Currently, landowners qualify for a 100% tax break on land made up of forests as small as two acres. The new bill would reduce the forest reserve tax break to 75% of the property value, require a minimum of 10 acres to qualify and place a five-year limit on exemptions. GOP senators who introduced the bill argued that it could prevent landowners from cheating the system, but Democrats criticized its timing as Iowa fights chronic water pollution and continues to recover from the derecho that destroyed 25% of the state’s trees last August, according to an Iowa Capital Dispatch article.

Sen. Rob Hogg of Cedar Rapids criticized Republicans for pushing a bill that could interfere with derecho recovery. Lawmakers have made little effort to help landowners recover, and increased taxes would only add to the burden of recovery costs, Hogg said. Sen. Sarah Trone Garriott also opposed the bill, saying that Iowa’s limited forest helps reduce water pollution and supports the state’s wood industry.

Iowa’s woodlands currently support a $4 billion forest industry. Because woodland owners have to wait until a tree is mature enough to cut it down, the tax breaks help alleviate the costs of growing and maintaining their trees in between harvests. Without the current exemption, some woodland owners could be forced to replace some of their trees with row crops. This crop conversion could accelerate soil erosion and increase water pollution in the state, according to the Des Moines Register.

If passed by the Senate, the bill’s language would require the Iowa DNR, rather than the agriculture department, to verify that land qualifies as a reserve. However, the bill does not allocate extra money to the DNR, and the state did not conduct a financial study to estimate the added cost.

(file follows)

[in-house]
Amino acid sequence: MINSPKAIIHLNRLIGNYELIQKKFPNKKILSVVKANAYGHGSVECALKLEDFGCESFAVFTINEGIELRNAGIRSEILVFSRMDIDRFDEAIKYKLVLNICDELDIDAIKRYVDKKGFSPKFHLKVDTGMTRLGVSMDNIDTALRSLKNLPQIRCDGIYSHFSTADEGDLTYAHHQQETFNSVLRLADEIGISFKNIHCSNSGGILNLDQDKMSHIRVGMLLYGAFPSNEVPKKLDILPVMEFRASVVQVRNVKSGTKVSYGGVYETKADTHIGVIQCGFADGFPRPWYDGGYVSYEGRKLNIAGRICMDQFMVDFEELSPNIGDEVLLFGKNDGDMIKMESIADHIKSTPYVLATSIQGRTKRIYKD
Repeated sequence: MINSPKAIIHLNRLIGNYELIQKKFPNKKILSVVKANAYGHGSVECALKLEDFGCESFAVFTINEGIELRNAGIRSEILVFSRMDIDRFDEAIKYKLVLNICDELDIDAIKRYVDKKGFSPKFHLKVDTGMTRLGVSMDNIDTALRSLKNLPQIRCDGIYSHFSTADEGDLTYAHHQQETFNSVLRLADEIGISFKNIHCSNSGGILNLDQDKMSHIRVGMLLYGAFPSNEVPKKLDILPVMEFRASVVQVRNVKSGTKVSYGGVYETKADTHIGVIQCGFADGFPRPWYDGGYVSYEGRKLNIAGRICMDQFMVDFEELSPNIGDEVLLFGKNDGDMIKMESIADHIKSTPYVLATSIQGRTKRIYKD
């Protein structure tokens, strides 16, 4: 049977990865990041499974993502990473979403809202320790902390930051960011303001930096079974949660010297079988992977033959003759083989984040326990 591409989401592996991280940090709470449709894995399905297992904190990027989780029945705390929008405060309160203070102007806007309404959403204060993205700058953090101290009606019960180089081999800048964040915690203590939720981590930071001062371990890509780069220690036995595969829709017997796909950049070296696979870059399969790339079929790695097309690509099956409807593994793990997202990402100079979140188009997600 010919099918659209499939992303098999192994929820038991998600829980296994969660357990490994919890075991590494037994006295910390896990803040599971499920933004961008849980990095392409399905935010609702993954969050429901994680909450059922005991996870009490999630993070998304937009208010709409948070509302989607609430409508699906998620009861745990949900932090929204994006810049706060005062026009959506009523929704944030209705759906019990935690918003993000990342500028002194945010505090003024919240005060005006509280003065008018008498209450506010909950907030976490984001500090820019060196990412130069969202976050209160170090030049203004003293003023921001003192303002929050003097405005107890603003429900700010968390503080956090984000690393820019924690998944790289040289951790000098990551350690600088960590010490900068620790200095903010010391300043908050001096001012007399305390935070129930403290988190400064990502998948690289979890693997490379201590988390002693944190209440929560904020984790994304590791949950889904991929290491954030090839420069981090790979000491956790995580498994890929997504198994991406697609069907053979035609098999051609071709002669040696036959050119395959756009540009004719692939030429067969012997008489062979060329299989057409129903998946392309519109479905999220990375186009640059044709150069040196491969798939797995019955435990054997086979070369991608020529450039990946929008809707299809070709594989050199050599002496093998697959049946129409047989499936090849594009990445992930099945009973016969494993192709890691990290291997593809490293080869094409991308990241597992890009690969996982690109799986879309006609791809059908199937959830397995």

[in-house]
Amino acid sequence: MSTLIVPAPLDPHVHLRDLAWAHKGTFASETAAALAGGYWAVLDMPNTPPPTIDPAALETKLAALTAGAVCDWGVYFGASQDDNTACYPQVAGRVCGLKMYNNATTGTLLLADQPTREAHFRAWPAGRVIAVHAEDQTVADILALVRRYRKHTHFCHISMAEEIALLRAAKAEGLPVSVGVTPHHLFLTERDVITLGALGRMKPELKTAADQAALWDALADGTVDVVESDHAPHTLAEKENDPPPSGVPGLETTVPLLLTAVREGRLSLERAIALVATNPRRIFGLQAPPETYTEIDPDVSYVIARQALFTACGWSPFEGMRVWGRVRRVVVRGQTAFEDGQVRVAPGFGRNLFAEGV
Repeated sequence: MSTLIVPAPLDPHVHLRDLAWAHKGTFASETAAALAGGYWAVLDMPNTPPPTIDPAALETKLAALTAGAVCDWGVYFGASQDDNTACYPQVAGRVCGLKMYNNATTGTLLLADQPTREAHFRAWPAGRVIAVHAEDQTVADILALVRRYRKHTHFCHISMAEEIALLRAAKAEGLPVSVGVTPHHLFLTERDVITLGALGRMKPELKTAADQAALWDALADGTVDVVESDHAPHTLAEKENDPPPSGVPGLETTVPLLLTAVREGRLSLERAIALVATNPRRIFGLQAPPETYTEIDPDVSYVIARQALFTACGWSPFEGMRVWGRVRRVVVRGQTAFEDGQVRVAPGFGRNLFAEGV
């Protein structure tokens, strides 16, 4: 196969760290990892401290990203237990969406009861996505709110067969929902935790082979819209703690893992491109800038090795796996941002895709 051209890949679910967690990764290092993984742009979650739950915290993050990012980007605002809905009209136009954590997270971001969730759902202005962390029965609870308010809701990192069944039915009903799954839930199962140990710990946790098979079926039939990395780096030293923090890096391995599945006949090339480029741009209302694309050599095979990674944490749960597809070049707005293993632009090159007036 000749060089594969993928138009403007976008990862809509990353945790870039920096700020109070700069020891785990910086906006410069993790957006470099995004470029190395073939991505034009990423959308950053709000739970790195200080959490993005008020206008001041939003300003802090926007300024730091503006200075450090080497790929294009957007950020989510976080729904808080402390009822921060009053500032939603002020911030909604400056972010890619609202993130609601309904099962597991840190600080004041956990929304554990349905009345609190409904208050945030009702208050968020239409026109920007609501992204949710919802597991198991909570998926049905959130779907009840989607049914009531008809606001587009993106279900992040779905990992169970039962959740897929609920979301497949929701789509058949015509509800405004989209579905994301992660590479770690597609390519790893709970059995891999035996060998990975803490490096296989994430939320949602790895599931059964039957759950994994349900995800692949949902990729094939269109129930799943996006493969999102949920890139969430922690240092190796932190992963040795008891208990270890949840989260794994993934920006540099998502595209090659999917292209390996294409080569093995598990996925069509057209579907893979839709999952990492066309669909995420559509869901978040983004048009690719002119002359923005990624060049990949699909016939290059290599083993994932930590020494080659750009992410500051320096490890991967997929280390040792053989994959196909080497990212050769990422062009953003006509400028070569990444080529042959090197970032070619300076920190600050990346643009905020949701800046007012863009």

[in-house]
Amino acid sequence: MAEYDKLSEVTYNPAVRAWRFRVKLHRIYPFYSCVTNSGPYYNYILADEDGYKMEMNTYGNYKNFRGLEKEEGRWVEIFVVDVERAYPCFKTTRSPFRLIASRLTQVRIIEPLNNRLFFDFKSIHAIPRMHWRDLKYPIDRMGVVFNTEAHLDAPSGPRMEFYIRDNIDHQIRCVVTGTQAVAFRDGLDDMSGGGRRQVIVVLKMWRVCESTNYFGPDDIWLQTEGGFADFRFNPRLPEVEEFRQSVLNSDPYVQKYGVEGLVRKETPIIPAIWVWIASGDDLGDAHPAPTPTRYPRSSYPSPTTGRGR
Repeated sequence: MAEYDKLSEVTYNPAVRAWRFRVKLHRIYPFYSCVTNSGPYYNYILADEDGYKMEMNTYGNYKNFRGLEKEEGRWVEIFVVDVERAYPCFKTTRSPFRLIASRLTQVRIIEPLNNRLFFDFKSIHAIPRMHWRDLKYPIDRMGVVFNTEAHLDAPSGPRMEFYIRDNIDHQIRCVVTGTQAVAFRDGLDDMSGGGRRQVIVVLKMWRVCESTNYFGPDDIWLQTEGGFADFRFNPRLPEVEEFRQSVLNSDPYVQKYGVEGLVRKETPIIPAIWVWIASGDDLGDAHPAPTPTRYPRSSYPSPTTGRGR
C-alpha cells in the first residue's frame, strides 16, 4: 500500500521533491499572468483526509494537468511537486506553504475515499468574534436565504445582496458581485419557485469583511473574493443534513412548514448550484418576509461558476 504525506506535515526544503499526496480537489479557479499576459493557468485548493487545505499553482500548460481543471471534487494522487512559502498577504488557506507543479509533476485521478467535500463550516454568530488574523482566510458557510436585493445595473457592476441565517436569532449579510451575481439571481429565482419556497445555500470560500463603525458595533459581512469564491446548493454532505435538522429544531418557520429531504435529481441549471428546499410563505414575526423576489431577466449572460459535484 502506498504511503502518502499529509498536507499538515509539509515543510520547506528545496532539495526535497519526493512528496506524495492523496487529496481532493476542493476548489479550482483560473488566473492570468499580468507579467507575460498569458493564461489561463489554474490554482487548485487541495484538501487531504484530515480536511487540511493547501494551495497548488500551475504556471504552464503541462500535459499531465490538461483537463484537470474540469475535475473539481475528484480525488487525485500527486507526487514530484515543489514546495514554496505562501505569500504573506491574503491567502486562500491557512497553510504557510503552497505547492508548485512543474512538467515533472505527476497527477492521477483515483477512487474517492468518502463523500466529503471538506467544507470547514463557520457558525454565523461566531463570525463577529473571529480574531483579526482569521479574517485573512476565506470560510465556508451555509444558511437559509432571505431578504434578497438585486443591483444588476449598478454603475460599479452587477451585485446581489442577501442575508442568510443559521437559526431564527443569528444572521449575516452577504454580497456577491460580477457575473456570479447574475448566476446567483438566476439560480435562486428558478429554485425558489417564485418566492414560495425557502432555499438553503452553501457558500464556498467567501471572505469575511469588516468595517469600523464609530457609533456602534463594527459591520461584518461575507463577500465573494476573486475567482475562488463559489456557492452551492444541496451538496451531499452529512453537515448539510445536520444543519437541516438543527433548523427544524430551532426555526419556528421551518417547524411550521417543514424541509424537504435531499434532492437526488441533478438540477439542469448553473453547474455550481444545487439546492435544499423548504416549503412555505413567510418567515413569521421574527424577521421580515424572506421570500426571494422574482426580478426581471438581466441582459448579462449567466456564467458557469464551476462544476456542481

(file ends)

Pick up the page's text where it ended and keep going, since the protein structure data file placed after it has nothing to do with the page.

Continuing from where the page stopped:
The Power of Food: We Can Reverse the Climate Emergency by Working Together

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Mackinzee Macho | February 12, 2021

Mackinzee Macho is an undergraduate student and Senior Program Manager in Human and Ecological Systems Transformations for the Foresight Lab. The Foresight Lab is a think-tank that shifts culture toward social, economic, and ecological well-being through consulting. This series, The Power of Food, will explore topics like carbon sequestration and regenerative farming.

Collective action can alter the course of history. The climate emergency is intimidating, but together we can change our behavior to reverse it. The science is clear: the Earth’s average temperature is rising at rates our modern civilization has never seen before. Extreme weather events are occurring more often and with greater intensity, climate change will only become worse with the degradation of our ecosystem from the continual release of greenhouse gases. It took us decades to get into this situation, but we do not need decades to dig ourselves out.